Vietnam’s Banking Sector: Opportunities and Risks for Foreign Investors
Vietnam’s banking sector is under pressure with a number of big banks requesting increases to current foreign ownership limits. This could open the sector to a wealth of opportunities and participation of foreign financial and banking entities. In this article, we provide an overview of Vietnam’s banking sector for foreign firms.
The potential for mergers and acquisitions in Vietnam’s banking sector is increasing as domestic banks seek foreign capital to address challenges, such as rising non-performing loans and credit growth limits, which have hindered lending. In addition, foreign investment may help mitigate the sector’s exposure to real estate bonds in the fledgling Vietnamese bond market.
However, the banking industry is a regulated business line in Vietnam, and foreign investment is generally limited to 30 percent. Banks may exceed this limit with special permission, which some have recently requested due to the sector’s challenges. If these challenges persist, permission may be granted to exceed the foreign ownership limit..
Firms open to investing in Vietnamese banks must have a thorough understanding of the country’s banking sector and what foreign partnerships may entail.
Foreign ownership limits
Decree No. 01/2004/ND-CP from 2014 outlines the foreign ownership limits for Vietnamese banks. In general, foreign investment is restricted to a maximum of 30 percent of a bank’s charter capital.
However, the exact limit for a foreign investor depends on their type:
- Foreign individuals are limited to owning no more than 5 percent of a bank’s charter capital.
- Foreign institutions can own a maximum of 15 percent of the charter capital of a Vietnamese credit institution unless they are deemed “foreign strategic investors” (see next point).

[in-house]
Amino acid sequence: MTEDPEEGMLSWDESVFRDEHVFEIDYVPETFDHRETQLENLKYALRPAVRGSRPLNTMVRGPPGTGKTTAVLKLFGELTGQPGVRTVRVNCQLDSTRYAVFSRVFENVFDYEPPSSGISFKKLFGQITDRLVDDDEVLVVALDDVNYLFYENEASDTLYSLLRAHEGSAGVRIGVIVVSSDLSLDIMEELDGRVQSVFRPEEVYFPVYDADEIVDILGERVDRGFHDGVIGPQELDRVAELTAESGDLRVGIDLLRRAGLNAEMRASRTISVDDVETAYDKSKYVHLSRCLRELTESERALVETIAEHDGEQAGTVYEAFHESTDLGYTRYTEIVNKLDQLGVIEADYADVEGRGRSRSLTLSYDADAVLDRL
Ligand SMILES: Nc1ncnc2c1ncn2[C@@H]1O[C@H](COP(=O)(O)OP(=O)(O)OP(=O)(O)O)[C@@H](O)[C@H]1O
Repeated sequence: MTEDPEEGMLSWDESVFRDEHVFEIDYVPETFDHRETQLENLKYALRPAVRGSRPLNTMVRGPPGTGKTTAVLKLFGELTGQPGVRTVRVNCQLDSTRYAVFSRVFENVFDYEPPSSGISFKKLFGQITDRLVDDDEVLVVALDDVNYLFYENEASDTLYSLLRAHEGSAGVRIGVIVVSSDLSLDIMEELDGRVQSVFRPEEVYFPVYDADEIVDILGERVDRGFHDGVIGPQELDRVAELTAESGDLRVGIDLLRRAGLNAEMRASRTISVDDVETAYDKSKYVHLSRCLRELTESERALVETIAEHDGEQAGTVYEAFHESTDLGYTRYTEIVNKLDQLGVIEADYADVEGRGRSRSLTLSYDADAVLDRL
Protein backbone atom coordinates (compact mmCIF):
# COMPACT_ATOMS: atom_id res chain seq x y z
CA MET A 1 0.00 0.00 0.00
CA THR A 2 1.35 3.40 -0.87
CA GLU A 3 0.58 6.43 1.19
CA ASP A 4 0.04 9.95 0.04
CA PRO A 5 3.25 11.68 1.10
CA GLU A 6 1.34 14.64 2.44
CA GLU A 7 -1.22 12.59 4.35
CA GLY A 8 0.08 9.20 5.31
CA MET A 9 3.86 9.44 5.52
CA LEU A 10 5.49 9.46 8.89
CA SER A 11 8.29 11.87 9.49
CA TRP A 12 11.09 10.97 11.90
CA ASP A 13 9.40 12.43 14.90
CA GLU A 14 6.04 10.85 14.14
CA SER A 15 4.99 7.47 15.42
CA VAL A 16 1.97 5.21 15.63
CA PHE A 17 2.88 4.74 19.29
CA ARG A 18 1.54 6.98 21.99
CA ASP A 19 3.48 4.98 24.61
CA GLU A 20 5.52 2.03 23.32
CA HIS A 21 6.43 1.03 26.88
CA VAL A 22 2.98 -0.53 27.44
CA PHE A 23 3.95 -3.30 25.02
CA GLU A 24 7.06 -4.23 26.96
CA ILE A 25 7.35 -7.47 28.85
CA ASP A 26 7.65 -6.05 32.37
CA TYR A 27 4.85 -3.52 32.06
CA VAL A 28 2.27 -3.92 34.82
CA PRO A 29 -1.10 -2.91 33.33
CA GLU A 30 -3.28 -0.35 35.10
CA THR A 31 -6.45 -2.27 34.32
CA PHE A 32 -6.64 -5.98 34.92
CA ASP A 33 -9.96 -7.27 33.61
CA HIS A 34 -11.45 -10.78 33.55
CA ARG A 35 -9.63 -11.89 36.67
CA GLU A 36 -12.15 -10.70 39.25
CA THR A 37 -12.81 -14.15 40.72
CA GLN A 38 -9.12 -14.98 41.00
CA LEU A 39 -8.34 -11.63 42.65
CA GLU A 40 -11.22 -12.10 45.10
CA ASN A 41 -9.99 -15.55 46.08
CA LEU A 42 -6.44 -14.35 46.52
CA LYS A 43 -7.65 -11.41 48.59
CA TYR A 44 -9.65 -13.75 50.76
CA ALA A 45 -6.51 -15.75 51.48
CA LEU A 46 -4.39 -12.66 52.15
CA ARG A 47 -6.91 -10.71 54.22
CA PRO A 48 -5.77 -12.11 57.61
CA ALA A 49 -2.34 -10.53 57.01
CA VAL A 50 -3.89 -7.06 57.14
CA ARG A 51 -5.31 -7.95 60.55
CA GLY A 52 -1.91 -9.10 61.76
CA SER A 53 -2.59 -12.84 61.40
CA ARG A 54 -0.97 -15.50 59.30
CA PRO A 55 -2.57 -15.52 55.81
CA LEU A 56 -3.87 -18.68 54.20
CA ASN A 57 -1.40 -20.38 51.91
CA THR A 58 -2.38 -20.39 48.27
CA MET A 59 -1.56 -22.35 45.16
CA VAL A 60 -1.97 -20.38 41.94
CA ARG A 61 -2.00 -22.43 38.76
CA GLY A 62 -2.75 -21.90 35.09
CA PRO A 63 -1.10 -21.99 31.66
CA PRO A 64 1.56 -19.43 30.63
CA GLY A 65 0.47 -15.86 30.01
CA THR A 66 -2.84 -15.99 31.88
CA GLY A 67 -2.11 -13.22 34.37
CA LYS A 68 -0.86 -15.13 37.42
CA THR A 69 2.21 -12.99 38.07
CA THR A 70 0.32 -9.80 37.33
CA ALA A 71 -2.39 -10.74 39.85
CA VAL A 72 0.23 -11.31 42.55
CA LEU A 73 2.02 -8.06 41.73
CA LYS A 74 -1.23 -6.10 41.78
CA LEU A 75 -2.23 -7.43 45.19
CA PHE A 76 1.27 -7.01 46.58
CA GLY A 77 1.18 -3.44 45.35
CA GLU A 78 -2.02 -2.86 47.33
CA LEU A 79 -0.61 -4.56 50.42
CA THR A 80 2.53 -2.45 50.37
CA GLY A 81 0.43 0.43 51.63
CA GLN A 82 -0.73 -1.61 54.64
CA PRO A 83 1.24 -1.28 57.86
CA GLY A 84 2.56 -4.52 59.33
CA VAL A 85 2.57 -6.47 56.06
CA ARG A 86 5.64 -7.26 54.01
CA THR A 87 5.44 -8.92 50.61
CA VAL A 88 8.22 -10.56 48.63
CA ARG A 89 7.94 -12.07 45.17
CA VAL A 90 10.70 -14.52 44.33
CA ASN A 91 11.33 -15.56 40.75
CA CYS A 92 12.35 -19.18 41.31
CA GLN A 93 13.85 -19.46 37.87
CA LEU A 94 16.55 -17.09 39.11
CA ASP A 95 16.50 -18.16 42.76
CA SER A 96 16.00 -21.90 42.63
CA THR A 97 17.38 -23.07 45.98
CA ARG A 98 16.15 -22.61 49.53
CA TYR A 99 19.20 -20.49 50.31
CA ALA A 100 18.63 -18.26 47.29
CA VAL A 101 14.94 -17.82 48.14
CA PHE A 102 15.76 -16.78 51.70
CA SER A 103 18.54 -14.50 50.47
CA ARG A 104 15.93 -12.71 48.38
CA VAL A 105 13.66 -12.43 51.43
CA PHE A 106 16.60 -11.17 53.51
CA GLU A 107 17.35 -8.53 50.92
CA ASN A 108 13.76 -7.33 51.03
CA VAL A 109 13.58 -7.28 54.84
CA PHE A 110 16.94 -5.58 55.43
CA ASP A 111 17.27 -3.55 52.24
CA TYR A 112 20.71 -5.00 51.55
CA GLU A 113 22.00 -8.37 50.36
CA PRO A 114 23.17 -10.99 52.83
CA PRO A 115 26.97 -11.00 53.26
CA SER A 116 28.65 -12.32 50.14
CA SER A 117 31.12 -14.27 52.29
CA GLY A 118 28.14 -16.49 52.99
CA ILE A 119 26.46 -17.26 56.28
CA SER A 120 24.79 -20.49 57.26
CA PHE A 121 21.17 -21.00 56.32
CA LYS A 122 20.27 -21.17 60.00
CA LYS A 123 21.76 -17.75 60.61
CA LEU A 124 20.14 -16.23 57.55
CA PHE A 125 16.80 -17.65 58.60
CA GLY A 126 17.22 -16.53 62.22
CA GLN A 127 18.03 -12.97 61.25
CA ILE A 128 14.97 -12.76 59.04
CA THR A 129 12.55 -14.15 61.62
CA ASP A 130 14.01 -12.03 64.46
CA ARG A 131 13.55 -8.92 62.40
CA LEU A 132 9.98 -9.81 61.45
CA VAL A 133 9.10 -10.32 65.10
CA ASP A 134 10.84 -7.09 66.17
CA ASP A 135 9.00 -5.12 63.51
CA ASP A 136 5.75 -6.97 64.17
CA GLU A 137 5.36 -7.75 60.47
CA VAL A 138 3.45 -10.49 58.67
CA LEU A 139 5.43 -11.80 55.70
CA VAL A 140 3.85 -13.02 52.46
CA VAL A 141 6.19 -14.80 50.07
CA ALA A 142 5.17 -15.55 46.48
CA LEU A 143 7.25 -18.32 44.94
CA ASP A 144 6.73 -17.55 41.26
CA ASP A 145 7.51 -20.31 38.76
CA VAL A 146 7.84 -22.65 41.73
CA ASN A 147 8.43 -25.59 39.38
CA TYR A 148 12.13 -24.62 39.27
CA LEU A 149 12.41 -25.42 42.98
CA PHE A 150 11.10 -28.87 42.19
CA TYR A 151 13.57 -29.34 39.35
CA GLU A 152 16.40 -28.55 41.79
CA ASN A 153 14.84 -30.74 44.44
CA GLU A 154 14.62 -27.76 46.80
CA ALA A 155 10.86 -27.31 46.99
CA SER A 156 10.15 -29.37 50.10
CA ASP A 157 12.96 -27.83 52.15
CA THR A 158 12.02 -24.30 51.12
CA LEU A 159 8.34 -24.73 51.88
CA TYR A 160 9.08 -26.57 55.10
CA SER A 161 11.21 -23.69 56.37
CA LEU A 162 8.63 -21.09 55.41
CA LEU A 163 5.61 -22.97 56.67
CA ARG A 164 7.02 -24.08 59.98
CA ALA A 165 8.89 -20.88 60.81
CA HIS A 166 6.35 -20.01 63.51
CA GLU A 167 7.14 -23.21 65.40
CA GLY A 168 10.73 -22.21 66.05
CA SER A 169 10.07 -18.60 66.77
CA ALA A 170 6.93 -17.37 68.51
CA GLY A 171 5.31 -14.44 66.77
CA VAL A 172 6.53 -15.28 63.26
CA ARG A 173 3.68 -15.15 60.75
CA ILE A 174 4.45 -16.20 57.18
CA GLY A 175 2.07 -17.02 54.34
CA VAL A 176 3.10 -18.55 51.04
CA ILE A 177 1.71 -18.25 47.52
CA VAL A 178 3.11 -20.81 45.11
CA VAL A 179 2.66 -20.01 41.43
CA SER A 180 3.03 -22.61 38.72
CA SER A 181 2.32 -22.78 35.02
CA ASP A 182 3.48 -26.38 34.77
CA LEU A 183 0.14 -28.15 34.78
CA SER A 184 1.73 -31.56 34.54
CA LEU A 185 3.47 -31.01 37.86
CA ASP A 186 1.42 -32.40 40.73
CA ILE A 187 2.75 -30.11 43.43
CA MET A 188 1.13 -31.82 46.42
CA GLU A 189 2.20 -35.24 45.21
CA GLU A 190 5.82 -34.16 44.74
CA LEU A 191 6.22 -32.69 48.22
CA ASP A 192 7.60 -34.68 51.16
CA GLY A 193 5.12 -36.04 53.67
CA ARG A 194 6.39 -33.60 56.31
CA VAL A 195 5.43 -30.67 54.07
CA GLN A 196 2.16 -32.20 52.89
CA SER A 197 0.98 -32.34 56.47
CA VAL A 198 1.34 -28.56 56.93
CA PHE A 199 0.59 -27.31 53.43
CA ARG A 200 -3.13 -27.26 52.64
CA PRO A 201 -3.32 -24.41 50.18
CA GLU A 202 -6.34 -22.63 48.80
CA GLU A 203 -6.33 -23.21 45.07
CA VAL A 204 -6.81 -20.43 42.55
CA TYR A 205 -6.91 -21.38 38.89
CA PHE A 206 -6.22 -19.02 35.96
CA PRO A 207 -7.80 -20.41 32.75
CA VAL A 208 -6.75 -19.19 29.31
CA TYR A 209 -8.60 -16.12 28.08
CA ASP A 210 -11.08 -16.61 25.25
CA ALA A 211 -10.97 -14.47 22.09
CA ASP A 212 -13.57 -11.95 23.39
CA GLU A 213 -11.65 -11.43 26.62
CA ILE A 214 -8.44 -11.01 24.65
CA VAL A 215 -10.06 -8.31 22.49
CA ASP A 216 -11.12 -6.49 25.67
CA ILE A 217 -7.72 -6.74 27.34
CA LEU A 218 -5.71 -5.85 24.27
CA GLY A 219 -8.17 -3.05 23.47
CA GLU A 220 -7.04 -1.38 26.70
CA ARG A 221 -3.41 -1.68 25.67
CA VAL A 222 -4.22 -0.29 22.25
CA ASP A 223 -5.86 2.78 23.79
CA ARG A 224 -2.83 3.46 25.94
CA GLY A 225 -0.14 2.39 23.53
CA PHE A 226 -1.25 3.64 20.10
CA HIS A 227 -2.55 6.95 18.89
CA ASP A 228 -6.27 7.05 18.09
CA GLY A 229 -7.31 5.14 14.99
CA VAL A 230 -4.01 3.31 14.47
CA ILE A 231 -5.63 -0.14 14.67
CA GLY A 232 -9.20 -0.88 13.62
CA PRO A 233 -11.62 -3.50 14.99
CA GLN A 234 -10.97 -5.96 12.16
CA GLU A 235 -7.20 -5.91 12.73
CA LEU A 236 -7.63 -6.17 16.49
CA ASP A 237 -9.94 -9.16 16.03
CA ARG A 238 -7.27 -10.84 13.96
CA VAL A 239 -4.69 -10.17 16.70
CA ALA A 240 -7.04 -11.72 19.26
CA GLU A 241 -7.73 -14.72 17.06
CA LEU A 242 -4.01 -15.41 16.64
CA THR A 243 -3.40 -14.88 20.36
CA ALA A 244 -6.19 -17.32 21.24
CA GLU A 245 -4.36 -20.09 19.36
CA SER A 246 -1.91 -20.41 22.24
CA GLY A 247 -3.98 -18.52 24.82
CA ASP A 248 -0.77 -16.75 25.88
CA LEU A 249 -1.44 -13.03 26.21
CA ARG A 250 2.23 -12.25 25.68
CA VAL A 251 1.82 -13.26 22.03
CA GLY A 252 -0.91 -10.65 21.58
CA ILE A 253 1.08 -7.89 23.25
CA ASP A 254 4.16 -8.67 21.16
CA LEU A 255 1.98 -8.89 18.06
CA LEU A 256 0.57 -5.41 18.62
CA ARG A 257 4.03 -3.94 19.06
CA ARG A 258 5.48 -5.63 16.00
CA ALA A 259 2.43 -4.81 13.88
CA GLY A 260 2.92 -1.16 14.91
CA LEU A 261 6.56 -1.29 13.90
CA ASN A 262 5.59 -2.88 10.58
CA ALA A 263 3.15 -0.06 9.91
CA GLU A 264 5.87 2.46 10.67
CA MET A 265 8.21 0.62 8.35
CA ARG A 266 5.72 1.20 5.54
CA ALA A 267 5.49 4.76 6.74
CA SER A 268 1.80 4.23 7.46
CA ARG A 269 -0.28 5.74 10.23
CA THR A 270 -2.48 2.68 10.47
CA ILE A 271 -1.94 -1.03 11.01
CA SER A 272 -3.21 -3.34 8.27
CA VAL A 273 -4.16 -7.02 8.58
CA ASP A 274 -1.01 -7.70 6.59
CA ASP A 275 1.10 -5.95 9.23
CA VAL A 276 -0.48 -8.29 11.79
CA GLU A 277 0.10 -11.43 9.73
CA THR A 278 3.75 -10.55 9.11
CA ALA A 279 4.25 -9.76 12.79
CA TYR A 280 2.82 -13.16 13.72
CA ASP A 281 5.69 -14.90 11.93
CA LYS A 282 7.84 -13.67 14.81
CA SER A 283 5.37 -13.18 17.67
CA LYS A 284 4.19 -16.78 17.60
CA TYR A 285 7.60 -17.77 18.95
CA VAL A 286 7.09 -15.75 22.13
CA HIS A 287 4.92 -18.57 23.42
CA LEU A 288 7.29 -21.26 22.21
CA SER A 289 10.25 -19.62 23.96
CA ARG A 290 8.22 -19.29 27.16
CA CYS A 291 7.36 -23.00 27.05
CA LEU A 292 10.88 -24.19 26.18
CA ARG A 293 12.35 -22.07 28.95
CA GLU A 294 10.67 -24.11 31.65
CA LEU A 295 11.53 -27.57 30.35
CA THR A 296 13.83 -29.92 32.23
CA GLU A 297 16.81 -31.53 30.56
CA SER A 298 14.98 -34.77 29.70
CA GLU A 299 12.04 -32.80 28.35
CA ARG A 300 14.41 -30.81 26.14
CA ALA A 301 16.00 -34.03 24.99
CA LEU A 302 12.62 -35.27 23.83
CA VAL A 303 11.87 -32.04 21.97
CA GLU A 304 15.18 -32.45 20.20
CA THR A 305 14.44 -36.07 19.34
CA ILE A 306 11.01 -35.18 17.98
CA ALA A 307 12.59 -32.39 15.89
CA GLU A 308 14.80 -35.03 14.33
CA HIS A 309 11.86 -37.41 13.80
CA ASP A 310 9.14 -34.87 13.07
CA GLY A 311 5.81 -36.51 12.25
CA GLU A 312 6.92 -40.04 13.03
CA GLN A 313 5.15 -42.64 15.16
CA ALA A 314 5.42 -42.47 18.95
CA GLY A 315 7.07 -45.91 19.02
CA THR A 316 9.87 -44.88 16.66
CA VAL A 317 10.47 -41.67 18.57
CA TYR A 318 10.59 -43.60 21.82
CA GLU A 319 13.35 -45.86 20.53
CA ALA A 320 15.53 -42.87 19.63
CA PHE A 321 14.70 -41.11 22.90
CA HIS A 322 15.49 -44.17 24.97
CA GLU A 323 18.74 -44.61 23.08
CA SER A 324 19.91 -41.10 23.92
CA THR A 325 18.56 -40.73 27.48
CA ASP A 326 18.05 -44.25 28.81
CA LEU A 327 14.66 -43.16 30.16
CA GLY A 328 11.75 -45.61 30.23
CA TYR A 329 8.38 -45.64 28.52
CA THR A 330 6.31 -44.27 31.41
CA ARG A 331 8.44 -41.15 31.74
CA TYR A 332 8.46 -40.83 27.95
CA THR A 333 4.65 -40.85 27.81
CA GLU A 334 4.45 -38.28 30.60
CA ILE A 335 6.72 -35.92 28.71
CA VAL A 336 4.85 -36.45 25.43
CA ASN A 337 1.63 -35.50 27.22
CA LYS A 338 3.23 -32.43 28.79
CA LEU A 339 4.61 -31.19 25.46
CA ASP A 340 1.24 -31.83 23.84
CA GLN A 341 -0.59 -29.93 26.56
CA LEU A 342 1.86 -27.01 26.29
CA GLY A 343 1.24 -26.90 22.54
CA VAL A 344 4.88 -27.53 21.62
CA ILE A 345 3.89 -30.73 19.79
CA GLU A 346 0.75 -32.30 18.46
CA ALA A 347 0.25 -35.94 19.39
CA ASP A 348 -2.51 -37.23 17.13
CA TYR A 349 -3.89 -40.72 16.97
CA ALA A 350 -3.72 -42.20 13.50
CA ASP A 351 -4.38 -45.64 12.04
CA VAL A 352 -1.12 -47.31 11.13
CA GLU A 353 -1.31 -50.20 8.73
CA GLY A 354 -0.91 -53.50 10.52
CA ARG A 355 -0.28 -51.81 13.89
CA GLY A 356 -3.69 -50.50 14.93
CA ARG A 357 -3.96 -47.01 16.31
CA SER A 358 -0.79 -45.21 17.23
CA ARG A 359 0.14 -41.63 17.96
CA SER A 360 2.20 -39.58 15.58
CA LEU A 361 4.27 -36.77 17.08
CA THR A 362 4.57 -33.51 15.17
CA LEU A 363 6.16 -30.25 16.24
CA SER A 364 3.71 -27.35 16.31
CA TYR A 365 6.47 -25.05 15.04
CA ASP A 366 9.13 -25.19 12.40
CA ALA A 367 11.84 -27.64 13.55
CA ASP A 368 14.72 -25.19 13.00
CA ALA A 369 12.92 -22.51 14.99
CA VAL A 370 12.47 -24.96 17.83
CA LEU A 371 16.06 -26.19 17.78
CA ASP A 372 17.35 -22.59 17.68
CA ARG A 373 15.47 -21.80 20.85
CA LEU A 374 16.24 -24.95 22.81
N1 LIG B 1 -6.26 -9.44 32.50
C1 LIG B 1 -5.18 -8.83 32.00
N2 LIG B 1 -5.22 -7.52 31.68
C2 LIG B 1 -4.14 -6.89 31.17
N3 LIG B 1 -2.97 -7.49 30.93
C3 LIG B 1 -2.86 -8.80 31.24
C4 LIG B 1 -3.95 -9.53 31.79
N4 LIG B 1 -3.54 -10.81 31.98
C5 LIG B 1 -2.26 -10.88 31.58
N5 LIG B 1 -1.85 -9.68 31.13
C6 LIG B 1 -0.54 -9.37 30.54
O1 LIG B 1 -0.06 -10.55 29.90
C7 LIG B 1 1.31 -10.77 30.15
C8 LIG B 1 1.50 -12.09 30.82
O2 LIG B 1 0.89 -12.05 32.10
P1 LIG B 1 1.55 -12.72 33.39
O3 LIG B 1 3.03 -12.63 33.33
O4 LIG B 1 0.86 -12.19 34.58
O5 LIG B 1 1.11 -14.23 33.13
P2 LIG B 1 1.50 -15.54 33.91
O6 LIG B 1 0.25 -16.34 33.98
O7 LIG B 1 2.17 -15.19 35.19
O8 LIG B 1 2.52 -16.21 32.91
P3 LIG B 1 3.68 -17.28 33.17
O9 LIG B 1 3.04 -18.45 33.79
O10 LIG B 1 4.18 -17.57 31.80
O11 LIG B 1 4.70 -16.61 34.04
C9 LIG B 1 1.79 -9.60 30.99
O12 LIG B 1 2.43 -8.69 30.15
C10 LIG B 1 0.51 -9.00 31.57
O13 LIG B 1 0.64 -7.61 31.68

- Foreign strategic investors are capped at 20 percent of the charter capital.
- Foreign investors are limited to owning no more than 20 percent of a bank’s charter capital.
Caveat for circumventing foreign ownership limits
The limits mentioned above can be circumvented in some circumstances.
Provisions in Decree No 01/2004/ND-CP allow for ‘special cases.’ This is defined as when a bank is ‘weak’ and needs to restructure in order to ensure the stability of the banking system. In these circumstances, foreign ownership limits can be lifted at the discretion of the Prime Minister.
Partnerships with Vietnamese banks in the past
A vast number of foreign firms have bought into Vietnamese banks in the past. These investors have come from countries all around the world. We briefly spotlight some well-known examples below.
In 2007, Germany’s Deutsche Bank bought a 10 percent stake in Vietnam’s Habubank (HBB). Five years later, however, the bank was struggling and, looking for a way out, it merged with Vietnam’s SHB Bank. This diluted Deutshbank’s share in the merged entity to just five percent. As a result, Deutsche Bank was recategorized from a strategic shareholder to an investor and lost its voting rights.
In March of 2005, Australia’s ANZ Bank and Vietnam’s Sacombank announced they would be entering a strategic partnership. This partnership would see ANZ buy a 9.87 percent stake in Sacombank for US$27 million. Five years later, however, plans to divest out of Sacombank were made clear. Two years after that, ANZ had sold its stake to Eximbank marking the first time a foreign investor had divested out of a Vietnamese bank.
In 2005, HSBC announced it would be buying a 10 percent stake in Vietnam’s Techcombank. Ten years later, in 2017, it sold its shares in their entirety. The two banks appear to still be on good terms with HSBC helping to arrange a US$1 billion syndicated loan for Techcombank just last year.
Why foreign and Vietnamese banks often separate
Over the last decade or so, investing in Vietnamese banks has been popular, but not without its challenges. A number of firms have both entered and exited the market for a range of reasons.
Limits to foreign investment and a booming economy may be creating competition among investors. This looks to be driving up the value of shares that can be owned by foreign firms or individuals. For example, when Oversea-Chinese Banking Corporation (OCBC) sold its stake in Vietnam’s VPBank. This was not due to problems in their relationships but rather that the offer made was ‘too good’ to refuse, according to VN Express.